Search Results for: Bees

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1,500 results
  1. Life

    A vaccine for bees has an unexpected effect

    Honeybees vaccinated against a bacterial disease were also protected from a viral disease.

  2. Health & Medicine

    Honeybees can “smell” lung cancer

    Bees can detect the scent of lung cancer in lab-grown cells and synthetic breath. One day, bees may be used to screen people’s breath for cancer.

  3. Ecosystems

    Flowers may be big antennas for bees’ electrical signals

    The finding suggests a way for plants to share information about nearby pollinators and communicate when to trigger nectar production.

  4. Animals

    A decades-old mystery has been solved with the help of newfound bee species

    Masked bees in Australia and French Polynesia have long-lost relatives in Fiji, suggesting that the bees’ ancestors island hopped.

  5. Animals

    Hibernating bumblebee queens have a superpower: Surviving for days underwater

    After some bumblebee queens were accidentally submerged in water and survived, researchers found them to be surprisingly tolerant of flooding.

  6. Life

    Some honeybees in Italy regularly steal pollen off the backs of bumblebees

    New observations suggest that honeybees stealing pollen from bumblebees may be a crime of opportunity, though documentation of it remains rare.

  7. Math

    How geometry solves architectural problems for bees and wasps

    Adding five - and seven - sided cells in pairs during nest building helps the colonyfit together differently sized hexa gonal cells , a new study shows.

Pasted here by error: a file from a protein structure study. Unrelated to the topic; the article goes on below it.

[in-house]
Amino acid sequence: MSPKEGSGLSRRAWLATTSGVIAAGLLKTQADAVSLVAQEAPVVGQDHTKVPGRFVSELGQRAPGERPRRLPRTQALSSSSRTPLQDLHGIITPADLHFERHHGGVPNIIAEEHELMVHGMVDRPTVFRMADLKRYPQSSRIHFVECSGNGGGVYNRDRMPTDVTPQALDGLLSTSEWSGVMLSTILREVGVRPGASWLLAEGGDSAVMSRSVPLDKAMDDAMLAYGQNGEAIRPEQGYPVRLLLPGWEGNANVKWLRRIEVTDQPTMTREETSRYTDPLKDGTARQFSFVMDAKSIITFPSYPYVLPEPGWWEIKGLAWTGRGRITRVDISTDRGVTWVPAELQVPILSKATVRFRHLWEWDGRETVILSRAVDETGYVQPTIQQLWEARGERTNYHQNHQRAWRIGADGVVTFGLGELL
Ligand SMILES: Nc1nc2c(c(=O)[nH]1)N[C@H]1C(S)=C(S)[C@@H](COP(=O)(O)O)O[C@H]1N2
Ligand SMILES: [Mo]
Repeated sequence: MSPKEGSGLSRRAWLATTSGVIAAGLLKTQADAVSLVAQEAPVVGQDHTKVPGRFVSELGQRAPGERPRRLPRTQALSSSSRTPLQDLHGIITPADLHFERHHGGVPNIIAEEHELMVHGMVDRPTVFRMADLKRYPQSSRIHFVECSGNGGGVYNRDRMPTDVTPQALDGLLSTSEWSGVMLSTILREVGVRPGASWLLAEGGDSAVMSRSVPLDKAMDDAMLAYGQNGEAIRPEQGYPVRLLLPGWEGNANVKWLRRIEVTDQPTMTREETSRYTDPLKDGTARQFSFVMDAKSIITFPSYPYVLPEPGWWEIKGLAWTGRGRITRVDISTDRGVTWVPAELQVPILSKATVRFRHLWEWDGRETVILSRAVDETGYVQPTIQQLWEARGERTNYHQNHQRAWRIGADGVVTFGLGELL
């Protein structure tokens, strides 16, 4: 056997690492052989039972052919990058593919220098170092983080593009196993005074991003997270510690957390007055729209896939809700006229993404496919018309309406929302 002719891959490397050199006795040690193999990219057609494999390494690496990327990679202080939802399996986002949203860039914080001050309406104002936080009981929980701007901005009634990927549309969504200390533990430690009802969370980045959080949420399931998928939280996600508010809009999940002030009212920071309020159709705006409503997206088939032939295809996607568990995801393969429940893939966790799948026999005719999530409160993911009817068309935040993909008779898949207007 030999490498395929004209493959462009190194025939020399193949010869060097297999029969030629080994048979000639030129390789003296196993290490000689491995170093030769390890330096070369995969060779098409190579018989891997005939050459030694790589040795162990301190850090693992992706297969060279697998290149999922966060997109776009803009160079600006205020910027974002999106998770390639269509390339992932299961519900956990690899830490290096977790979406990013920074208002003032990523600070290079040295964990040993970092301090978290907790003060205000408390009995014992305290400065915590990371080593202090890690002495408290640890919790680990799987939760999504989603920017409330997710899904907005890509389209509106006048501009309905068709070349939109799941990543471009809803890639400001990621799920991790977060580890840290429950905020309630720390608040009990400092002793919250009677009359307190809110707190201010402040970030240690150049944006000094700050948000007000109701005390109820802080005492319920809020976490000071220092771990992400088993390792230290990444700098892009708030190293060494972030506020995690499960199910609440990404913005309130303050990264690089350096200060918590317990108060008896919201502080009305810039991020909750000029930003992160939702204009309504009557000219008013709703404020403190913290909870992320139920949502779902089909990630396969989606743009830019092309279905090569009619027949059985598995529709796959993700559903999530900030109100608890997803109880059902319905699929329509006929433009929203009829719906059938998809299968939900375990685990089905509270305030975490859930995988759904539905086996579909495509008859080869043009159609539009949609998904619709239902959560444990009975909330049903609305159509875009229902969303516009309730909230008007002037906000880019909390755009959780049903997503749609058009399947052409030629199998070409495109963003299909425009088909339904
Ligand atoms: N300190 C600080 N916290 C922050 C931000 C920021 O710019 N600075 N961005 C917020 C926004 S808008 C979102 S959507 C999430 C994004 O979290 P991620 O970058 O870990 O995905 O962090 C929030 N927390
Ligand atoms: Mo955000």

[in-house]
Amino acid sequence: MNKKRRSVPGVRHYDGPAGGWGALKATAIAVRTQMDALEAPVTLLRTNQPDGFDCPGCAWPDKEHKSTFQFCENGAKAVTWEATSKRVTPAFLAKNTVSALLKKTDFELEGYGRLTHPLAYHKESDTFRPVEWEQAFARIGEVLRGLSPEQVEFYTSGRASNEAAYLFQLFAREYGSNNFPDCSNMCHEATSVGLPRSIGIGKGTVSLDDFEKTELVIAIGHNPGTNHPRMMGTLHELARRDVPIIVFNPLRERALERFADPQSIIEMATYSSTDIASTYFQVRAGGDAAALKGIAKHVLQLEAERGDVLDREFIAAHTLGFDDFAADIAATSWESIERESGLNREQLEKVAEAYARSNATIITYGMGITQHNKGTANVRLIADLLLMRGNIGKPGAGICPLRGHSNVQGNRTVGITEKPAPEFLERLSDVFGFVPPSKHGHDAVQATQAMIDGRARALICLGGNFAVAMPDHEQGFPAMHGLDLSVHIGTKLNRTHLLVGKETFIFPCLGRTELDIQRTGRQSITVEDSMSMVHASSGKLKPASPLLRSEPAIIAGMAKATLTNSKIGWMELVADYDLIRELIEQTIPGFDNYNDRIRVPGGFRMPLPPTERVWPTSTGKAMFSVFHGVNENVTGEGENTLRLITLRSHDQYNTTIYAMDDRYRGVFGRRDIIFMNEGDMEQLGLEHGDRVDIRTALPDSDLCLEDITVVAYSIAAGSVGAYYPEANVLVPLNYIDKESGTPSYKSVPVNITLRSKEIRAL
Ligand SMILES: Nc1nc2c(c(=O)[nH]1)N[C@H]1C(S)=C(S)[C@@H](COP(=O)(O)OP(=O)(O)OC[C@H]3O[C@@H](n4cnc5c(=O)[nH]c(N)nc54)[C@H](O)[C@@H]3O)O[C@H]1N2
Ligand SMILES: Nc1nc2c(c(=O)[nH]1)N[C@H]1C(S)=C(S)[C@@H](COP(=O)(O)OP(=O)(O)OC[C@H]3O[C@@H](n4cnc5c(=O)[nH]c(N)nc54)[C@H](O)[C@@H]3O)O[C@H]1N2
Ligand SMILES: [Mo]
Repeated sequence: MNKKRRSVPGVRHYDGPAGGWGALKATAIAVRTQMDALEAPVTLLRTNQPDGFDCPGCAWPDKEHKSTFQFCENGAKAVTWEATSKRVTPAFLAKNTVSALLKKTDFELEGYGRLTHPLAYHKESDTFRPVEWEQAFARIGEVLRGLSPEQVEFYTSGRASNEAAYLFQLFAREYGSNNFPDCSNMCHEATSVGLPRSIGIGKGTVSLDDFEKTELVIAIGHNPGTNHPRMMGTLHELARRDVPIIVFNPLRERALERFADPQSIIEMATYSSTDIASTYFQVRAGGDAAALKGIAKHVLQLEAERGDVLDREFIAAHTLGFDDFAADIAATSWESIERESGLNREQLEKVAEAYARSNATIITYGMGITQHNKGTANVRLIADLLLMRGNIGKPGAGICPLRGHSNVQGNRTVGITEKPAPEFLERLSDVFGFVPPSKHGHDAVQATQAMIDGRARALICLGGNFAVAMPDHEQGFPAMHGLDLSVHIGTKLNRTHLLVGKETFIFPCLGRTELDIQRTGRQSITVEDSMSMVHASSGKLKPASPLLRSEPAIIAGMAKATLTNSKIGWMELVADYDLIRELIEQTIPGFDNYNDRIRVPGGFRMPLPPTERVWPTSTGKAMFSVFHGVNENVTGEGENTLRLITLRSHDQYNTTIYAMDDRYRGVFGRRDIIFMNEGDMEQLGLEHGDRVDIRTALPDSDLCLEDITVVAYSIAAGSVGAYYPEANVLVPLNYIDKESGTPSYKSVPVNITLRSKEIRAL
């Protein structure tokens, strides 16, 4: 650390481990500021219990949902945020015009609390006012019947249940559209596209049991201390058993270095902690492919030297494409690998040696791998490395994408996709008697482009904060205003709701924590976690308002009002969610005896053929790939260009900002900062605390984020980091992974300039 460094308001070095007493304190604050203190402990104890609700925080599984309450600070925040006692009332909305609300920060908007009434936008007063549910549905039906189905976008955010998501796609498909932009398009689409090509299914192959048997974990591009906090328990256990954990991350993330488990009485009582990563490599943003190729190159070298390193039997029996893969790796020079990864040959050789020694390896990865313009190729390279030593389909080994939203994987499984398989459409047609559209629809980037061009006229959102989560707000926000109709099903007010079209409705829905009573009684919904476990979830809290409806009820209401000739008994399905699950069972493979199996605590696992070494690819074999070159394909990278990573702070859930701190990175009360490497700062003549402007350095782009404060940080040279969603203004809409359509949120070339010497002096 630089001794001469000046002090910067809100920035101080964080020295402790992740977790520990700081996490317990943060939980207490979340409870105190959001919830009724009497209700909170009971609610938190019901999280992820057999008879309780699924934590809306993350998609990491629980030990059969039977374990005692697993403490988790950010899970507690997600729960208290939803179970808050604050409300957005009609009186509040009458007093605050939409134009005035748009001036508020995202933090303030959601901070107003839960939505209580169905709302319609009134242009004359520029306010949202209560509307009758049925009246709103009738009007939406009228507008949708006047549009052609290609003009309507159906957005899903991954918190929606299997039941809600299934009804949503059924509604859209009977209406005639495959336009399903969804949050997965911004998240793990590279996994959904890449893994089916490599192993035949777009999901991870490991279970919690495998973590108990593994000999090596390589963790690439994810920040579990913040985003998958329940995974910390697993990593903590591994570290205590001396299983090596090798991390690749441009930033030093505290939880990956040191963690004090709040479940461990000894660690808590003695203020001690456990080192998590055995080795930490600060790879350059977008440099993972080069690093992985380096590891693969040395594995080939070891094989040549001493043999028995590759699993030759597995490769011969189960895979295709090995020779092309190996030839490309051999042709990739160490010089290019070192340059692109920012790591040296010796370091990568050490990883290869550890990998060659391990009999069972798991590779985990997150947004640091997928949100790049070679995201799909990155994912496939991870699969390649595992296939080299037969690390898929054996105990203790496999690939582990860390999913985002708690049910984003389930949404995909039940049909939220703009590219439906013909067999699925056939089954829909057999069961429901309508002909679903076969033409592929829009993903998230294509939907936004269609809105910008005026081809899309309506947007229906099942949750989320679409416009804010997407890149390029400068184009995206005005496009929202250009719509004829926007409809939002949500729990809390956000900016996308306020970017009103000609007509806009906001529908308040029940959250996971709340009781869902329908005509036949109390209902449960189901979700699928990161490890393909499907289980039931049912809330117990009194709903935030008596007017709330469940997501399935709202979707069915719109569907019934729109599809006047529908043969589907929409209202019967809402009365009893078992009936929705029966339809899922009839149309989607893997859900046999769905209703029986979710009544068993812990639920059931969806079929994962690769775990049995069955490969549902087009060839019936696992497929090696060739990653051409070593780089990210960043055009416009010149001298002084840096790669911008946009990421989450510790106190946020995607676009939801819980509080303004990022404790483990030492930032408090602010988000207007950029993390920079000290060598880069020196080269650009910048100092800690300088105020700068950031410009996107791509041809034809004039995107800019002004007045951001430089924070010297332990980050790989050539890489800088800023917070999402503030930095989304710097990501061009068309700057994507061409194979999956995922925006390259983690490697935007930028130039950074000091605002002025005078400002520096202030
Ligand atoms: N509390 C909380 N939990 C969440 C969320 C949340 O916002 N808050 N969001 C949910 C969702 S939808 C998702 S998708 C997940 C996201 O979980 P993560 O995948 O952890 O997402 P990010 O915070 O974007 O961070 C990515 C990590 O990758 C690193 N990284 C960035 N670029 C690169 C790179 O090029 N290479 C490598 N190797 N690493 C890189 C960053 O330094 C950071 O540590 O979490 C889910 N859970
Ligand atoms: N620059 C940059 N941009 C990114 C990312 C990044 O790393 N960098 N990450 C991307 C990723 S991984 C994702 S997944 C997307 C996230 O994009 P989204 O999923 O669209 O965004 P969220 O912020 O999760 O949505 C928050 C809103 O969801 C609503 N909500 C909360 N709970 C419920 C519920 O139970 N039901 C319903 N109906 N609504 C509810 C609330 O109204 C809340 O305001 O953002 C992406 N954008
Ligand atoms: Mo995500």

8. Life

    ‘Polyester bees’ brew beer-scented baby food in plastic cribs

    Ptiloglossa bees’ baby food gets its boozy fragrance from fermentation by mysteriously selected microbes.

  9. Life

    Flowers pollinated by honeybees make lower-quality seeds

    Honeybees are one of the most common pollinators. But their flower-visiting habits make it harder for some plants to produce good seeds.

  10. Genetics

    Freeze-drying turned a woolly mammoth’s DNA into 3-D ‘chromoglass’

    A new technique for probing the 3-D structure of ancient DNA may help scientists learn how extinct animals functioned, not just what they looked like.

  11. Life

    Honeybees waggle to communicate. But to do it well, they need dance lessons

    Young honeybees can’t perfect waggling on their own after all. Without older sisters to practice with, youngsters fail to nail distances.

  12. Artificial Intelligence

    Why large language models aren’t headed toward humanlike understanding

    Unlike people, today's generative AI isn’t good at learning concepts that it can apply to new situations.